Blair said that the list was produced in a “neutral and expert” process that is based on “evidence, intelligence, and the law.”
“This is not about politics, it’s not about infringing upon the freedom of belief, association, and freedom of speech,” Blair said. “It is about controlling violent activities ideologically motivated violent extremism.”
Based on their affiliations and motivations, Blair said, the following entities were classified into four groups:
- Ideologically motivated violent extremism (IMVE) organizations: Atomwaffen Division, Proud Boys, Russian Imperial Movement, and The Base.
- ISIS terror group affiliates: Bangladesh; East Asia; the Greater Sahara; Libya; and the West Africa Province.
- Al-Qaeda terror group affiliates: Jama’at Nusrat Al-Islam Wal-Muslimin, Front de Libération du Macina, and Ansar Dine
- International terrorist group: Hizbul Mujahideen
Blair said the listing of terrorist entities in the Criminal Code is but one tool in the toolbox, and there are other means to monitor and penalize terrorist entities.
“Public Safety and National Security officials use a full sweep of measures to protect our country and to keep Canadians safe from any threat, including the threat posed by terrorist and ideologically motivated violent extremism,” Blair said, adding that the measures will allow Canada to surveil, investigate, gather intelligence, share the information lawfully, and make ongoing threat assessments.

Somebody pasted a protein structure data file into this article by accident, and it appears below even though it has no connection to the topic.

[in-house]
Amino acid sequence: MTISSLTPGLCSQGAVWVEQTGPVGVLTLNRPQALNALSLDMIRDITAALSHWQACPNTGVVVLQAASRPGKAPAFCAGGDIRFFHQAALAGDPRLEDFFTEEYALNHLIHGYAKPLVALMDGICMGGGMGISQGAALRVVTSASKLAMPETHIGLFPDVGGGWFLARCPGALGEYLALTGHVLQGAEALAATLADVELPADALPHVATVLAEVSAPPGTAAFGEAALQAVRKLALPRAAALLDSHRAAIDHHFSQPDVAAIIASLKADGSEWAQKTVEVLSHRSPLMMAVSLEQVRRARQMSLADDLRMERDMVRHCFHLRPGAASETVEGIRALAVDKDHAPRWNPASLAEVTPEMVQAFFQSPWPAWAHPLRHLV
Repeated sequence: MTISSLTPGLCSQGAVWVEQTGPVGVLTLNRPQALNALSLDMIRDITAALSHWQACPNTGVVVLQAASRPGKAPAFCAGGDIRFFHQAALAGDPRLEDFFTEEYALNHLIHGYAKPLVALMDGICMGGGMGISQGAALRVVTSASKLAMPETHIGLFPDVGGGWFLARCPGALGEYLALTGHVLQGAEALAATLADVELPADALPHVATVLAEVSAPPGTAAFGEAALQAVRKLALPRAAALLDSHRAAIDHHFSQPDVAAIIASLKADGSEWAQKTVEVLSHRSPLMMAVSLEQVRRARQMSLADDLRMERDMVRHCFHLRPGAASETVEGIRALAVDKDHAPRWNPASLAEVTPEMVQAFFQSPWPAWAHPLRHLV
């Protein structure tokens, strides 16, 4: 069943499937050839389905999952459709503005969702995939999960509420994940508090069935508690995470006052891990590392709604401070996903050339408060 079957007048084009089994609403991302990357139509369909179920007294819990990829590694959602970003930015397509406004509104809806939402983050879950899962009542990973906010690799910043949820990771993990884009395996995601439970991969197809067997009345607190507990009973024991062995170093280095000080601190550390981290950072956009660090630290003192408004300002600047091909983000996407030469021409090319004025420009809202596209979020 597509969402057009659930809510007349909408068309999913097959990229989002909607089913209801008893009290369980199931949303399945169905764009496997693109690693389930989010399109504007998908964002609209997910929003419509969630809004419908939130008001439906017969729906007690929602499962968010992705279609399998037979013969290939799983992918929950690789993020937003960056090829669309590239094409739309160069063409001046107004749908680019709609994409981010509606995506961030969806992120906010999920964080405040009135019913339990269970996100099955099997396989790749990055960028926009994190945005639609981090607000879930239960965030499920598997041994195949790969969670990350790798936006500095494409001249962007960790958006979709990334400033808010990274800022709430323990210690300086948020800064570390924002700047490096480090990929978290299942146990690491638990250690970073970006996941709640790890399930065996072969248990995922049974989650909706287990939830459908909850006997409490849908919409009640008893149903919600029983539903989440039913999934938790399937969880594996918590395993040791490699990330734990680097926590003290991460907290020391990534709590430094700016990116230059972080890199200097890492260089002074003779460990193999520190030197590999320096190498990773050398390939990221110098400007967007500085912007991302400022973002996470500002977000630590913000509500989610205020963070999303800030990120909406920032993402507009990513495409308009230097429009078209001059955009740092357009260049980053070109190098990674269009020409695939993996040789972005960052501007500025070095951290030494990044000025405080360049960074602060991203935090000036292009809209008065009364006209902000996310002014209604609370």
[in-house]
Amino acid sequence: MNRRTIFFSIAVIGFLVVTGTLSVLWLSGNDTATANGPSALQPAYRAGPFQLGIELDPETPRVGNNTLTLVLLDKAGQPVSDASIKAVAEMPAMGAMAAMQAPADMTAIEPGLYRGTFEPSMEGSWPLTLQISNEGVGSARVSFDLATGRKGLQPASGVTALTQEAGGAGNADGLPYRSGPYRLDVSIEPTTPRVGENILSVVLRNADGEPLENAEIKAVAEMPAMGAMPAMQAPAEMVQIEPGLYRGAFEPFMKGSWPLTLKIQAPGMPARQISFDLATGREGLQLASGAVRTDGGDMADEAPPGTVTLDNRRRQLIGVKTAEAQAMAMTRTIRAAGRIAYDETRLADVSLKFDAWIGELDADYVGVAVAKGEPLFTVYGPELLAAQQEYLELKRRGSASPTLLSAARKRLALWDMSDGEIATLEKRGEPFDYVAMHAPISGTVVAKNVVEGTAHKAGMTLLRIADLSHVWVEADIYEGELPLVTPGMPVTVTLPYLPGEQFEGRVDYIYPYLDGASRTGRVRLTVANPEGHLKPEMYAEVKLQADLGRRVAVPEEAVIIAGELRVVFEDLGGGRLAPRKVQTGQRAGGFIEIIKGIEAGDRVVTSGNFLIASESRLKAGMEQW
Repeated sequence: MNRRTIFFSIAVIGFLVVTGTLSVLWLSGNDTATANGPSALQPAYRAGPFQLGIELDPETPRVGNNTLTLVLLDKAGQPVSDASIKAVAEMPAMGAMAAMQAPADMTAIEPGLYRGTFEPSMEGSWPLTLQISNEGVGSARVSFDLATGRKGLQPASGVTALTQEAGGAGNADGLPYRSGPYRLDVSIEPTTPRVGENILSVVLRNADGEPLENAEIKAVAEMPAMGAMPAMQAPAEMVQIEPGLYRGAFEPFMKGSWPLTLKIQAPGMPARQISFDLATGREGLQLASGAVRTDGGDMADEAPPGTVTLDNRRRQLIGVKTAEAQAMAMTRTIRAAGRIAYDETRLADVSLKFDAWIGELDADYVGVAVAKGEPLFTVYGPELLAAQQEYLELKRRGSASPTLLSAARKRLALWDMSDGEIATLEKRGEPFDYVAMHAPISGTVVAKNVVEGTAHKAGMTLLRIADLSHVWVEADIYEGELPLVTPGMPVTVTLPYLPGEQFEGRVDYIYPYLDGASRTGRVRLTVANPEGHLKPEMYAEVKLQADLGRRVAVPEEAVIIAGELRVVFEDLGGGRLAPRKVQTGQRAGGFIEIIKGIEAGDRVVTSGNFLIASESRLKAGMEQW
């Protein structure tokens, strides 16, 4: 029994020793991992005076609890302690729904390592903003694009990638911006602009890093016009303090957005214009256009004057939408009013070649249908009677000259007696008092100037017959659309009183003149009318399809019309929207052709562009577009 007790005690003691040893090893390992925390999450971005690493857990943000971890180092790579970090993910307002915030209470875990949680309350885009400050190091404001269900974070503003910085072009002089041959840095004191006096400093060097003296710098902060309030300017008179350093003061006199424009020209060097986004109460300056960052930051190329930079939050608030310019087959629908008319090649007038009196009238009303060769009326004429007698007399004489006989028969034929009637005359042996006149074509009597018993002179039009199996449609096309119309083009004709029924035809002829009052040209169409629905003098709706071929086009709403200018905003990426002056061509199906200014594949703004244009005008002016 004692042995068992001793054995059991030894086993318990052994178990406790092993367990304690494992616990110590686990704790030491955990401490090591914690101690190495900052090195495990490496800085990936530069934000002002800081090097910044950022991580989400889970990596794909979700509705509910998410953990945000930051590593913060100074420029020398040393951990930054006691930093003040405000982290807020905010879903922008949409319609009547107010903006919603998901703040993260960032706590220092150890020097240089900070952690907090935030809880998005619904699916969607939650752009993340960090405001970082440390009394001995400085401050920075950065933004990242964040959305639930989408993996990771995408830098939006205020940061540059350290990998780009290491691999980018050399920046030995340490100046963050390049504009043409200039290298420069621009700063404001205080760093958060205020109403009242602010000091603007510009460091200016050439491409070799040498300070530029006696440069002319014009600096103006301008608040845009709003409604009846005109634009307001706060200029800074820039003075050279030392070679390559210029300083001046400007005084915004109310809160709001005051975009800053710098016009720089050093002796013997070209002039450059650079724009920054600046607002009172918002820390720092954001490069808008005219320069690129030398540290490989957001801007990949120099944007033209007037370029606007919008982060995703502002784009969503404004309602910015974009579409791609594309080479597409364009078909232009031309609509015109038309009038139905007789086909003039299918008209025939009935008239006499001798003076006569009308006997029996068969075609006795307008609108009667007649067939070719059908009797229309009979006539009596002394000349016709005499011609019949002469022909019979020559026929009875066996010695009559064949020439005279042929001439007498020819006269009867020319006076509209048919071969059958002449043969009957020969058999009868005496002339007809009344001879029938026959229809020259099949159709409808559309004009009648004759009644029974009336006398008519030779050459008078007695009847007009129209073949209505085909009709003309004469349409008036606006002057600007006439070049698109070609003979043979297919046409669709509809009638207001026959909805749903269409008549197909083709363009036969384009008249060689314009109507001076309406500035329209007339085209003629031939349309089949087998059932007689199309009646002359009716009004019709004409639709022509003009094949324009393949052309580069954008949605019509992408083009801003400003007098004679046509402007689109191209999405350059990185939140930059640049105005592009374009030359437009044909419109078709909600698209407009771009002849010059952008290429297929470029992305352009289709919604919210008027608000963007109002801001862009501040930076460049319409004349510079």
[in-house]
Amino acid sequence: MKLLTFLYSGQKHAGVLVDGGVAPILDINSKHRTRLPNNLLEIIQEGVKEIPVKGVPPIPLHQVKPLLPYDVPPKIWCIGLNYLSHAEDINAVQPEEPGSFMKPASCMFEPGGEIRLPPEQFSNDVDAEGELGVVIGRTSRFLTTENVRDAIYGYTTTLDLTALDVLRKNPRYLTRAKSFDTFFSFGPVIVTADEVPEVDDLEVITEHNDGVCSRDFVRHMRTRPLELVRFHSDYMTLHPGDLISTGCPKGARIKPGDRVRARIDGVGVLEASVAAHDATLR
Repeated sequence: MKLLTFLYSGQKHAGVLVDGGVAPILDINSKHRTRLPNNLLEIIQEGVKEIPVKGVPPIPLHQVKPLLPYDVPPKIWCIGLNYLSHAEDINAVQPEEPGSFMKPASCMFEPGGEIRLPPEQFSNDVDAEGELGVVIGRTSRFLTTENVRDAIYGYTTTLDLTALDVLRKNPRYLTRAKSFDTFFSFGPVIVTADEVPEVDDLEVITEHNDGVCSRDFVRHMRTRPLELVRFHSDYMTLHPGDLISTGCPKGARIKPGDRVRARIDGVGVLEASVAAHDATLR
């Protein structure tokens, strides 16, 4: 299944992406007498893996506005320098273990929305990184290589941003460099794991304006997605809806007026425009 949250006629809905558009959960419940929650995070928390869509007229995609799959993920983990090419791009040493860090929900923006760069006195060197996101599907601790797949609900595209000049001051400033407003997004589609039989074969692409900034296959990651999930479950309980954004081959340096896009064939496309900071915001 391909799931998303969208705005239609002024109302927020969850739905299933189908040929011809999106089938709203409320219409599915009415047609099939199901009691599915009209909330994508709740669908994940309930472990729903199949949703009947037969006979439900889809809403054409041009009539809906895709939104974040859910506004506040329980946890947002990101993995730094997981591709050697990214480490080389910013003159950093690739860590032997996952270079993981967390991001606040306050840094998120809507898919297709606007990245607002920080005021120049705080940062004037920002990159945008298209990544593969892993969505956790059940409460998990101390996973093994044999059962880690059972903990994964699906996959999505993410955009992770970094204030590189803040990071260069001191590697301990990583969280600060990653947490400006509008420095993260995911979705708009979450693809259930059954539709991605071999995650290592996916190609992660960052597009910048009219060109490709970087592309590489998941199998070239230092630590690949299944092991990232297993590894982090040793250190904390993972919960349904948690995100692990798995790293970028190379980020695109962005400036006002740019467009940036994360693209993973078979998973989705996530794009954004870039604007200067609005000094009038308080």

According to a released statement, persons and organizations found in association with a listed entity can also face severe penalties mandated in the Criminal Code, which includes the denial or revocation of a Canadian organization’s charitable status. Individuals that seek to enter Canada may also be inadmissible if they are found to be associated with a listed entity.
Concerns Over Listing of Proud Boys
On Jan. 26, the House of Commons unanimously passed a motion designating the Proud Boys as a terrorist entity, a move which some security experts say could severely impact the freedom of Canadians.
“This is the sort of thing we need to be careful about, because it’s a path that we shouldn’t go down very easily,” Richard Fadden, the former head of the Canadian Security Intelligence Service, told the Global News.
Blair said that Canadian security agencies have monitored the Proud Boys since 2018 and have collected a body of evidence that the group is involved in escalating violence.
On Jan. 29, the U.S. Justice Department indicted two members of the Proud Boys—Dominic Pezzola and William Pepe—on a number of charges in relation to the Jan. 6 U.S. Capitol breach.
With these 13 new additions, there are now 73 terrorist entities listed under the Canadian Criminal Code.